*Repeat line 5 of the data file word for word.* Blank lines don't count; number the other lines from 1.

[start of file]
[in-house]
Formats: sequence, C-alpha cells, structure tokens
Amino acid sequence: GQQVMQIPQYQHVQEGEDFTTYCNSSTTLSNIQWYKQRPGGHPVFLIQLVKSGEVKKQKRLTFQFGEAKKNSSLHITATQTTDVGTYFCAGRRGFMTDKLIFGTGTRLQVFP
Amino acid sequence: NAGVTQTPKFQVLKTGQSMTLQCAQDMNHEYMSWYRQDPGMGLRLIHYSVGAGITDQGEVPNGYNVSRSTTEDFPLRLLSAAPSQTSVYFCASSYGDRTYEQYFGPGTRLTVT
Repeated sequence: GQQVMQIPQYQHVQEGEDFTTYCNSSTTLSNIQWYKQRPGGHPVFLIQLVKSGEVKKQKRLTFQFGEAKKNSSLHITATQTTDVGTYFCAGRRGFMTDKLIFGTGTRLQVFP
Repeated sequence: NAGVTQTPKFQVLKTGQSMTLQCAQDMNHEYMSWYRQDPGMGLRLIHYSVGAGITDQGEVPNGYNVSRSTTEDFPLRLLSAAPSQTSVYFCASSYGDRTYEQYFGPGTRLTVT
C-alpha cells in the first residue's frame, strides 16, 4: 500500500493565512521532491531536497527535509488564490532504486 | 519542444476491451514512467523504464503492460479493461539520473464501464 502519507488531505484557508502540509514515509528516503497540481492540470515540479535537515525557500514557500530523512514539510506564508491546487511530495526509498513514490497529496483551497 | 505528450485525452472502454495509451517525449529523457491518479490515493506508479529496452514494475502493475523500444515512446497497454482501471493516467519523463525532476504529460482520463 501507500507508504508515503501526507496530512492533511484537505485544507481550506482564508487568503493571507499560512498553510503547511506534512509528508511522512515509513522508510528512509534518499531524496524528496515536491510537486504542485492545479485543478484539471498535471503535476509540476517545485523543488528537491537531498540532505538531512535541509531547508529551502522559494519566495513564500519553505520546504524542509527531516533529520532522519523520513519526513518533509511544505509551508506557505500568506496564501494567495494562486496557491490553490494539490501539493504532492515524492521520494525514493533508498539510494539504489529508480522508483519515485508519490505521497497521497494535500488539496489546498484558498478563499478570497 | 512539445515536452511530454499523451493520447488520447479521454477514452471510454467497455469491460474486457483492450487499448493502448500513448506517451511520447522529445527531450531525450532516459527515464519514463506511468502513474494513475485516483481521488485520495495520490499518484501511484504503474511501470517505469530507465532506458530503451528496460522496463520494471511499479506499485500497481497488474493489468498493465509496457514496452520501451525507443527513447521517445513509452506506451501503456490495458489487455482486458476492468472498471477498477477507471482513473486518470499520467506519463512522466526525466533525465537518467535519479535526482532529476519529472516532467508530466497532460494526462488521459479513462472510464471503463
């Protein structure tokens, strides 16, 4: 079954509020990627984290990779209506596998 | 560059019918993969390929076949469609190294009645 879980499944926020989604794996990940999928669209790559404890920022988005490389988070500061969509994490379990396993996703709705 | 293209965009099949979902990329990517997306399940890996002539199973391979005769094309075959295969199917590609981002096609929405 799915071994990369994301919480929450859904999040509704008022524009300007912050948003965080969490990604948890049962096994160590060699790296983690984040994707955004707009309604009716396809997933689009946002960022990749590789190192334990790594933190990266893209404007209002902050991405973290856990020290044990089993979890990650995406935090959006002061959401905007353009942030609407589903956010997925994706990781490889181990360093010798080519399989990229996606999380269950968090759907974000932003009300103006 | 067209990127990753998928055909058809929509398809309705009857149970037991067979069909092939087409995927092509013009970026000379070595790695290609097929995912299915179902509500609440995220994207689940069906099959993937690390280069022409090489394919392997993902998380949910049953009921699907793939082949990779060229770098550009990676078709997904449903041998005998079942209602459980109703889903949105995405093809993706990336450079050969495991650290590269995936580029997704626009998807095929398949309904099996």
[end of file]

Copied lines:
Repeated sequence: GQQVMQIPQYQHVQEGEDFTTYCNSSTTLSNIQWYKQRPGGHPVFLIQLVKSGEVKKQKRLTFQFGEAKKNSSLHITATQTTDVGTYFCAGRRGFMTDKLIFGTGTRLQVFP